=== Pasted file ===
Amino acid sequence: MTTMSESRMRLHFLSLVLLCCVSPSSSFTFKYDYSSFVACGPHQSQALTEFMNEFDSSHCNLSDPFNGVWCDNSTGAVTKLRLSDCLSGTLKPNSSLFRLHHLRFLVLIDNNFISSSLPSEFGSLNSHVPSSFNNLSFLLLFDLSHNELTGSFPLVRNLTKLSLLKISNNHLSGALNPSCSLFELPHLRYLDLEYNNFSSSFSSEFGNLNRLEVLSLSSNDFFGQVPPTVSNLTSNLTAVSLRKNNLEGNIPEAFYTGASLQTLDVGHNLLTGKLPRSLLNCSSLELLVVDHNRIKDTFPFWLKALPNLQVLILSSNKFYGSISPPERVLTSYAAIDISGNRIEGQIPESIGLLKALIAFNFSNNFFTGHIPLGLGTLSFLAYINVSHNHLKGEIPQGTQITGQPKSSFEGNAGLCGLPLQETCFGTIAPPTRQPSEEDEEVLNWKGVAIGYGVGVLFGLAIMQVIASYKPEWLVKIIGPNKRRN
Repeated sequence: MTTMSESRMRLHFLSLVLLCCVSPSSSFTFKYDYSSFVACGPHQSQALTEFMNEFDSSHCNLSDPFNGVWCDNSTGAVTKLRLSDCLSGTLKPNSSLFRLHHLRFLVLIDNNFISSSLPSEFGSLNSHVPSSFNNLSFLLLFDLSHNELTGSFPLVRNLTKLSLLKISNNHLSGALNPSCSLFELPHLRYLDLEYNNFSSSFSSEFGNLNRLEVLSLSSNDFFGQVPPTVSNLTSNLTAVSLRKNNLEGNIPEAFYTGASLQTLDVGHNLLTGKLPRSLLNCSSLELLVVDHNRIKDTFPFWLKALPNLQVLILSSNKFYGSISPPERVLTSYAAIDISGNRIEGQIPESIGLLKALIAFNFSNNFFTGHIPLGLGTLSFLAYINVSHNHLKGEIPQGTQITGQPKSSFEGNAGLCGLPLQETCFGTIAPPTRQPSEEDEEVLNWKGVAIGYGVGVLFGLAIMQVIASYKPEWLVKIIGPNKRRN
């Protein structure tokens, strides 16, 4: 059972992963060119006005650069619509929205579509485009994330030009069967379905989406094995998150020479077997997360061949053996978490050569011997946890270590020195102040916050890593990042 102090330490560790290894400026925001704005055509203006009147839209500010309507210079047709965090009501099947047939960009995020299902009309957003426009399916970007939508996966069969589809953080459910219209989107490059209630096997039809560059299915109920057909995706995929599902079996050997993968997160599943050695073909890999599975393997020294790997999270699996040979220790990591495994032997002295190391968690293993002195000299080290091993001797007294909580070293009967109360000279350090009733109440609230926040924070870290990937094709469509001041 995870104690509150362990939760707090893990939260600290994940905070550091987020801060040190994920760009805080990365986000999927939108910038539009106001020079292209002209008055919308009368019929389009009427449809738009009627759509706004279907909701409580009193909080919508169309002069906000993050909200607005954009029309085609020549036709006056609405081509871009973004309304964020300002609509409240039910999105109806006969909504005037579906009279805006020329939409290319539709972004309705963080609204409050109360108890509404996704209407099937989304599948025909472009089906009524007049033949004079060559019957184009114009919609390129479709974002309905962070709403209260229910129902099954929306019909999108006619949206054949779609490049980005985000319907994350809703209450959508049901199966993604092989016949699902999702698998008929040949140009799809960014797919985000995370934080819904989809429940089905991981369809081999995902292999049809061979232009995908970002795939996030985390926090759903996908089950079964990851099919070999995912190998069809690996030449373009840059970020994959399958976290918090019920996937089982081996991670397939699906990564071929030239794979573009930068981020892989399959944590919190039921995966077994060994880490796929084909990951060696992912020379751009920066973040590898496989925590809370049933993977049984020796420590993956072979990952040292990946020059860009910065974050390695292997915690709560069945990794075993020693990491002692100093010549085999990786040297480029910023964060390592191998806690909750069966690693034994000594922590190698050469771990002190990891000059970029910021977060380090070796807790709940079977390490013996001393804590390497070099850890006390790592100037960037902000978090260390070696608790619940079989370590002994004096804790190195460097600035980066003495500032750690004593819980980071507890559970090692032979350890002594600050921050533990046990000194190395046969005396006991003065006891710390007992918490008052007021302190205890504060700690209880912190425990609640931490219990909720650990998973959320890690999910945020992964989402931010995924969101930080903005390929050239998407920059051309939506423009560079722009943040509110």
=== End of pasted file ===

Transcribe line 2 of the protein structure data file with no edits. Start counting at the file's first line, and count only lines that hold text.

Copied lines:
Repeated sequence: MTTMSESRMRLHFLSLVLLCCVSPSSSFTFKYDYSSFVACGPHQSQALTEFMNEFDSSHCNLSDPFNGVWCDNSTGAVTKLRLSDCLSGTLKPNSSLFRLHHLRFLVLIDNNFISSSLPSEFGSLNSHVPSSFNNLSFLLLFDLSHNELTGSFPLVRNLTKLSLLKISNNHLSGALNPSCSLFELPHLRYLDLEYNNFSSSFSSEFGNLNRLEVLSLSSNDFFGQVPPTVSNLTSNLTAVSLRKNNLEGNIPEAFYTGASLQTLDVGHNLLTGKLPRSLLNCSSLELLVVDHNRIKDTFPFWLKALPNLQVLILSSNKFYGSISPPERVLTSYAAIDISGNRIEGQIPESIGLLKALIAFNFSNNFFTGHIPLGLGTLSFLAYINVSHNHLKGEIPQGTQITGQPKSSFEGNAGLCGLPLQETCFGTIAPPTRQPSEEDEEVLNWKGVAIGYGVGVLFGLAIMQVIASYKPEWLVKIIGPNKRRN